Roy Anderson) is Hydrobia acuta neglecta, a member of the subfamily Hydrobiinae of the family Hydrobiidae. Most members of the Hydrobiidae are freshwater snails (another hydrobiid has been covered on this site here), but Hydrobia and genera closely related to it are found in brackish or marine environments. They are grazers on algae and detritus, and can be very abundant. The group is found in coastal, muddy regions on either side of the North Atlantic, extending on the European side through the Mediterranean and into the Black Sea. Hydrobiids as a whole are not well-studied animals, mostly for one ultimate reason: they're really tiny. Most hydrobiids are only a few millimetres in length. And coupled with that small size is a strong conservatism in external appearance. Compare Hydrobia acuta neglecta above with another hydrobiine, Ecrobia ventrosa, also photographed by Roy Anderson:
Monophyly of the saltwater hydrobiids is supported by molecular data (Wilke et al. 2013), and they form the core of the Hydrobiinae. Bouchet et al. (2005) also listed the family-group taxa 'Pyrgorientaliinae' and 'Pseudocaspiidae' as synonyms of Hydrobiinae. These were both established for freshwater species: the Pyrgorientaliinae for two genera from Turkey, and Pseudocaspiidae for two genera from central Asia (Kabat & Hershler 1993). Whether these taxa are truly associated with the hydrobiines, I suspect, requires further investigation (it should also be noted that many other authors have used 'Hydrobiinae' to refer to more extensive groupings included taxa listed by Bouchet et al. as separate subfamilies).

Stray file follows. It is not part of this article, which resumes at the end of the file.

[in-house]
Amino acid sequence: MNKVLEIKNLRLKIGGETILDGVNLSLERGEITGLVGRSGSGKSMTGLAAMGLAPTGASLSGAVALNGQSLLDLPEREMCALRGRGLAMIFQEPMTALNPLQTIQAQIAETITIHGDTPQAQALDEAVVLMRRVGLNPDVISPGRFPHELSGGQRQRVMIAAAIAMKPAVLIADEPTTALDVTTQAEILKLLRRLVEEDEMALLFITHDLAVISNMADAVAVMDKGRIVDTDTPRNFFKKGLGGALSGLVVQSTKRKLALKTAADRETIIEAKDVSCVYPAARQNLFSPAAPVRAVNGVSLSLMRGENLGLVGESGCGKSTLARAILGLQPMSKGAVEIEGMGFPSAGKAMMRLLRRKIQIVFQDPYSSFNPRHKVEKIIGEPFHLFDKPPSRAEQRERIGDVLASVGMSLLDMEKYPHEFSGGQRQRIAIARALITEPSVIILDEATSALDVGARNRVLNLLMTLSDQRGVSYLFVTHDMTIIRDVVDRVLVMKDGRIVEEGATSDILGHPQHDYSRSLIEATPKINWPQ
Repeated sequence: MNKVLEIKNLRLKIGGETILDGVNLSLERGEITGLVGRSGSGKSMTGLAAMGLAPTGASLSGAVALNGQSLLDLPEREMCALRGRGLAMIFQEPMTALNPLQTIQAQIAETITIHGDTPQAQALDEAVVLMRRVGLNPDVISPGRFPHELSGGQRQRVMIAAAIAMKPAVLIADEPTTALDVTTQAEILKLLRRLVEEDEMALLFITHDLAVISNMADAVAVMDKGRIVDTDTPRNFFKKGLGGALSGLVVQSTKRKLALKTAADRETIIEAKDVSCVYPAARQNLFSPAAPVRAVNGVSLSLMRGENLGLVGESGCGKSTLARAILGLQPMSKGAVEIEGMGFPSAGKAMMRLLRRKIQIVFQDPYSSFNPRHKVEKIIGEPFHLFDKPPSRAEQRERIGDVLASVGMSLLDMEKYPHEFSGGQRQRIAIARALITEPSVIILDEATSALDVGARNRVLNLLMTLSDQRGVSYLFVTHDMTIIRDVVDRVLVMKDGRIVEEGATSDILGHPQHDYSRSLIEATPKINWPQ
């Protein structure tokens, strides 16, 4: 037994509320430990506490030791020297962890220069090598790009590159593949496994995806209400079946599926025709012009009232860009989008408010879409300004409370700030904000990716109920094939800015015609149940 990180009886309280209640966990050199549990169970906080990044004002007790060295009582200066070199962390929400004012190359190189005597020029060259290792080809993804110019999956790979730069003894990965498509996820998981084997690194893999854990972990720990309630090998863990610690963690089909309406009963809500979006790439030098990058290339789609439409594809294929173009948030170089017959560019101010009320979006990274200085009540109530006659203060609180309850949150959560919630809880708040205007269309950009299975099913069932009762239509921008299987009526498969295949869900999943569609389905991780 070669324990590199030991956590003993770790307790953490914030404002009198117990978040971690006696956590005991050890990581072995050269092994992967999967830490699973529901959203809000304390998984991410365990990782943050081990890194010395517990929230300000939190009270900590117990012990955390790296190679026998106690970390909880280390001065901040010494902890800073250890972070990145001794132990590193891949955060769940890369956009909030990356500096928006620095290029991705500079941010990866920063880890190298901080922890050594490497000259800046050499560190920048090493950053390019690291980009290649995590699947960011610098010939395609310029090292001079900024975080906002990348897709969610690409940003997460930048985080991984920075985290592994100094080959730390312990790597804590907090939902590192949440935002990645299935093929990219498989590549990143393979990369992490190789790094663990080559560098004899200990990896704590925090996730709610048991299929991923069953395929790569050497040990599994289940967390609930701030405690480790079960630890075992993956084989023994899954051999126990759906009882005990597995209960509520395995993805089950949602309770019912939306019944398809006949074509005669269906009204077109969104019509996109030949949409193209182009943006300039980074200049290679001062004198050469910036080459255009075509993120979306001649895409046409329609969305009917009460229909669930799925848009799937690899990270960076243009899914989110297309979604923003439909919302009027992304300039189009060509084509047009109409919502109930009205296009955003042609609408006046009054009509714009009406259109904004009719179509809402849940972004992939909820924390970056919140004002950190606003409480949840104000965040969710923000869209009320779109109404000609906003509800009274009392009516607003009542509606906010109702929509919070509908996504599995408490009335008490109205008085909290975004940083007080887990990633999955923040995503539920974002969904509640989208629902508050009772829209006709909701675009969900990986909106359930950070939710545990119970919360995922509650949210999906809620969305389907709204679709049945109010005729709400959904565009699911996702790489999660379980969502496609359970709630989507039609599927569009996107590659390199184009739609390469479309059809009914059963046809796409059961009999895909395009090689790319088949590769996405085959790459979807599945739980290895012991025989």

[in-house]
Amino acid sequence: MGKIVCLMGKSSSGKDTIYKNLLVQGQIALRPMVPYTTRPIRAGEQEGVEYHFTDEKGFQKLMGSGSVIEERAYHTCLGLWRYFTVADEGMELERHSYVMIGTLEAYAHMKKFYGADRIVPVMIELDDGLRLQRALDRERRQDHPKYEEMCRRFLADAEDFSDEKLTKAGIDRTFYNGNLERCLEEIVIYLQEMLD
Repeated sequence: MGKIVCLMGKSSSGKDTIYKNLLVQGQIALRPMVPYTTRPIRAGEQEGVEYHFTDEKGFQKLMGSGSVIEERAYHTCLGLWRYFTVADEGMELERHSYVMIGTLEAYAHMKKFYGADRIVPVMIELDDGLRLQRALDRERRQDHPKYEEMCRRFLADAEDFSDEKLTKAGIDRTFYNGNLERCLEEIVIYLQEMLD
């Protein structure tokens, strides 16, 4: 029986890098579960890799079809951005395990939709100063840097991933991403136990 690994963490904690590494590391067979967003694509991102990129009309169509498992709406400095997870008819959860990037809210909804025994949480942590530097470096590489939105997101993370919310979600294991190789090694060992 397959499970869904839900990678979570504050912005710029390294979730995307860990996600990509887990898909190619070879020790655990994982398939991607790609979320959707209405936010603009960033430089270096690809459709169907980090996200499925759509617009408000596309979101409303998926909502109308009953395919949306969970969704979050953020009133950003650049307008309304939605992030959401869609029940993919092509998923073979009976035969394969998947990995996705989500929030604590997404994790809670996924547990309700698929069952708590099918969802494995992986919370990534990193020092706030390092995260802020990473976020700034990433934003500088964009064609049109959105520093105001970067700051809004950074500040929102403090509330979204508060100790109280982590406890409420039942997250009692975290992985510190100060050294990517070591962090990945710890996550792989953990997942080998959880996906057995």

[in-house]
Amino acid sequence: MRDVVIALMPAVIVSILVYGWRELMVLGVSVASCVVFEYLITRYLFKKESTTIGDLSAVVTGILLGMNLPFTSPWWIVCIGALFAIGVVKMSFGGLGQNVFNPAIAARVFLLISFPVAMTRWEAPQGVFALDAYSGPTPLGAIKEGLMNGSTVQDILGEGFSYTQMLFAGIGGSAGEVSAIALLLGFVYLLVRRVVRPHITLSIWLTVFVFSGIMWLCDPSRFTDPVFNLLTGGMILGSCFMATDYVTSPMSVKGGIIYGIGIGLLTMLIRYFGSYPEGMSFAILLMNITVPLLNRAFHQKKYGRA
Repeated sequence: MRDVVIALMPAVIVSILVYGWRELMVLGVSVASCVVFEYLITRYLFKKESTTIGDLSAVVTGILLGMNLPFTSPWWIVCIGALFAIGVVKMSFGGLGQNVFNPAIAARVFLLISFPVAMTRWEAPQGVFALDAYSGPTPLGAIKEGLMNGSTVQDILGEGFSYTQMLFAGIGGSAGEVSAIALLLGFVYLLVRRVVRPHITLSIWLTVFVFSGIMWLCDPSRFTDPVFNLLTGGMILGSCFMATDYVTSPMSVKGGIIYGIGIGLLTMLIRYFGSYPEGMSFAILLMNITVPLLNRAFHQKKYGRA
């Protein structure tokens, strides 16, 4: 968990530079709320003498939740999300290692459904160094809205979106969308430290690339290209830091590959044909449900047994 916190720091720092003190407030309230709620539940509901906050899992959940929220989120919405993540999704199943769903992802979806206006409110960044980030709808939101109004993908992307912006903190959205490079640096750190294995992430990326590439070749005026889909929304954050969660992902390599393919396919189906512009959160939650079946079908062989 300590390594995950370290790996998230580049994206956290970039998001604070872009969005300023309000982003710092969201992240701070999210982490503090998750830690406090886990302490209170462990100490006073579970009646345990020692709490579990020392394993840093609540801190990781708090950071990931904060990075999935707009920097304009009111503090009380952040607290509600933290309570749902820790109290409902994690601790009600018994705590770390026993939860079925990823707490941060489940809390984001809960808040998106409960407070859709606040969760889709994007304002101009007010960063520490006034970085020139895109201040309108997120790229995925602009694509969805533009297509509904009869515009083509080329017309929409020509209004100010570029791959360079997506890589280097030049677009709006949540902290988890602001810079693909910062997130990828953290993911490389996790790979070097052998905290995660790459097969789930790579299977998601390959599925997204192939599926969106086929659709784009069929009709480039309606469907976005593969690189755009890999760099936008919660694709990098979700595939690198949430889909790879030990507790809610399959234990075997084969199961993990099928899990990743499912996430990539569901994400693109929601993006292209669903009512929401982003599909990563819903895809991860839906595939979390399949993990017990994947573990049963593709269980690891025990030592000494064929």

Bouchet, P., J.-P. Rocroi, J. Frýda, B. Hausdorf, W. Ponder, Á. Valdés & A. Warén. 2005. Classification and nomenclator of gastropod families. Malacologia 47 (1-2): 1-397.
Kabat, A. R., & R. Hershler. 1993. The prosobranch snail family Hydrobiidae (Gastropoda: Rissooidea): review of classification and supraspecific taxa. Smithsonian Contributions to Zoology 547: 1-94.
Wilke, T., M. Haase, R. Hershler, H.-P. Liu, B. Misof & W. Ponder. 2013. Pushing short DNA fragments to the limit: phylogenetic relationships of ‘hydrobioid’ gastropods (Caenogastropoda: Rissooidea). Molecular Phylogenetics and Evolution 66 (3): 715-736.
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